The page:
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  14. Eczema

    An inflammation of the skin that causes itching, a red rash and small blisters that weep and become encrusted. There are several types of eczema, with an allergic form known as atopic eczema or atopic dermatitis. This is often prevalent in babies and young children.
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  15. Hay fever

    Also known as seasonal allergic rhinitis. Symptoms are: sneezing, itching, runny nose and nasal congestion. Pollens are the most prevalent seasonal allergens (e.g. tree pollens, early Spring, or grass pollens, Summer).
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  16. Histamine

    A highly active natural chemical released from the mast cells as a result of an allergic reaction, and a major contributor to the symptoms of allergy.
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  17. IgE

    The abbreviation of immunoglobulin E. Most allergic patients have excessive levels of this antibody which is induced to certain allergens they contact. Following an initial sensitisation period, IgE - specifically recognising an allergen - is made in the body and attaches to the mast cells in the nose, eyes and lungs. Further contact with the allergen results in recognition by the IgE and subsequent release of histamine.
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  18. IgG

    The abbreviation for the antibody, immunoglobulin G. IgG is the most common antibody found in the body and is used to combat a wide range of diseases. This is the antibody which recognises allergens in non-allergic people. When IgG binds to an allergen it enhances the ability of phagocytes, such as macrophages, to engulf the allergen. This allows the allergen to be processed without producing any allergic reactions.
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  19. Immunotherapy

    Also known as specific immunotherapy, desensitisation therapy, allergy vaccination and "allergy shots". A preventative treatment, essentially for IgE-mediated conditions such as pollen, house-dust mite and insect sting allergies. Immunotherapy consists of injections of gradually increasing doses of the offending allergen, using a very carefully controlled procedure. The vaccine is thought to work via T-helper cell switching.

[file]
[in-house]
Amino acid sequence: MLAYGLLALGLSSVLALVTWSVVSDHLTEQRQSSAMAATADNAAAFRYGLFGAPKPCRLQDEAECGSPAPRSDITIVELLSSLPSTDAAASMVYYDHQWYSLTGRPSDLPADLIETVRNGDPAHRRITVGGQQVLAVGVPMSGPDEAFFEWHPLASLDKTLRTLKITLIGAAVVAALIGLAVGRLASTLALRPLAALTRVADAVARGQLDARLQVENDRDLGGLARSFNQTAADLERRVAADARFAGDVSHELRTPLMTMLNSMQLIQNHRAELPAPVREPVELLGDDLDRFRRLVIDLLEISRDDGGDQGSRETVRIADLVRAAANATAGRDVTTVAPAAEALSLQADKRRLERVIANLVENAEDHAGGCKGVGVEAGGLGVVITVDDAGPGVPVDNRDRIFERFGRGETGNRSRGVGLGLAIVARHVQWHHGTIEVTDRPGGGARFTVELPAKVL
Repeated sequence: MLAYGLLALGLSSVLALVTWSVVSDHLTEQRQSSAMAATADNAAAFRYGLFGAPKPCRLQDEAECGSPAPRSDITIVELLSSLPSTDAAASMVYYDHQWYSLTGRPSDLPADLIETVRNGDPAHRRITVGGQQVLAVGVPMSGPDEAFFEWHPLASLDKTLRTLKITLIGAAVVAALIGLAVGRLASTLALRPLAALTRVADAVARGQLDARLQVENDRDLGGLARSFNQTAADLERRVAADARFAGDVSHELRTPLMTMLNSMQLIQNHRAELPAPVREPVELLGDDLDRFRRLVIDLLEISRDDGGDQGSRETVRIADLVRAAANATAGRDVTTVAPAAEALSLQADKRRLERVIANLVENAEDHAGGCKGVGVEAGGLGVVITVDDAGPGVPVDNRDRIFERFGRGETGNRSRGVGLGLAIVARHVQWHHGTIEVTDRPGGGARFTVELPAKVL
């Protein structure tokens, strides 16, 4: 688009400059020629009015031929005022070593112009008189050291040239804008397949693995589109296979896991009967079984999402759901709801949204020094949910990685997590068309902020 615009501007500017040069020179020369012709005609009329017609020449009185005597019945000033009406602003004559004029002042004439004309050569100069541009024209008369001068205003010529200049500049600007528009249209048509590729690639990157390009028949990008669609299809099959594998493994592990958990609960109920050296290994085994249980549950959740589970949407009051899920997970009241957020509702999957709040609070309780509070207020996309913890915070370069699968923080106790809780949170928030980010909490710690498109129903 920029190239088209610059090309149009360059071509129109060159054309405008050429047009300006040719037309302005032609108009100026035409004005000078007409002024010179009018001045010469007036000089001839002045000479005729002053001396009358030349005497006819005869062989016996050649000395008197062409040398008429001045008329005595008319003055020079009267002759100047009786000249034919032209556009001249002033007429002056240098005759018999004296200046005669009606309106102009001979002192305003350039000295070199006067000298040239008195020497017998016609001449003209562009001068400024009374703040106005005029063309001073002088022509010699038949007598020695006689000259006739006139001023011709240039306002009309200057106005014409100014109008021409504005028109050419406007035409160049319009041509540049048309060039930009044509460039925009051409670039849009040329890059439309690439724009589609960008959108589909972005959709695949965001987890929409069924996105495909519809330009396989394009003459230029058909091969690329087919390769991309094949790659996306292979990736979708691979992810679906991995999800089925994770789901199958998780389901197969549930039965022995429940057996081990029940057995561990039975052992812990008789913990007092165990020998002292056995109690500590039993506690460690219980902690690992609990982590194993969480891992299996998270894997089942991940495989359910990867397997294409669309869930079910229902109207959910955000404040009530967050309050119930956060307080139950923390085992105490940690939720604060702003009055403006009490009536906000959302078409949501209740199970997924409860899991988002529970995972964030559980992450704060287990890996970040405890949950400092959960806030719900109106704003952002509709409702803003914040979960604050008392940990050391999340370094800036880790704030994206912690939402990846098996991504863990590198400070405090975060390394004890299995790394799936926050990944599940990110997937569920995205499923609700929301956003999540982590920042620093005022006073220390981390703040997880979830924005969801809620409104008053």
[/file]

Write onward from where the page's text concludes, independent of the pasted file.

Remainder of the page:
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  20. Intolerance

    Normally regarded as an adverse reaction to certain foods but which is not an allergic (IgE-based) reaction in origin. This may be clarified by diagnostic testing for allergies.
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  21. MPL®

    MPL® is the registered trade name for 3-deacylated monophosphoryl lipid A and is manufactured by GSK. It is an adjuvant which has been shown to augment the action of allergy vaccines via a stimulation of "Th1" activity.
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  22. Oral allergy vaccines

    A needle-free allergy vaccination therapy attractive to many patients and associated with good safety profiles. A sublingual administration is frequently employed. Courses are generally longer than comparative injectable vaccines.
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  23. Provocation test

    Also known as a challenge test. A test with an allergen generally performed on the eyes, nose or lungs in order to either accurately diagnose an allergy or to monitor the effect of an allergy treatment. Increasing doses are often used to establish a threshold value of sensitivity.
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  24. Rhinitis

    An inflammation of the mucous membrane that lines the nose and often occurs as a result of allergy to airborne allergens. Rhinitis can be seasonal (e.g. seasonal allergic rhinitis or hay fever) or occurs all  year round (e.g. perennial rhinitis, allergy to house dust or animals).
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  25. Skin prick test

    See Diagnostic Testing.
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  26. T-helper cells

    Often abbreviated to Th cells, these are types of lymphocytes (a category of white blood cells involved in generating the immune response). In simplistic terms, allergy vaccination is currently hypothesised to discourage production of Th2 cells (inducing IgE to recognise a specific allergen) and encourage production of Th1 cells (inducing IgG to recognise and deal with the allergen).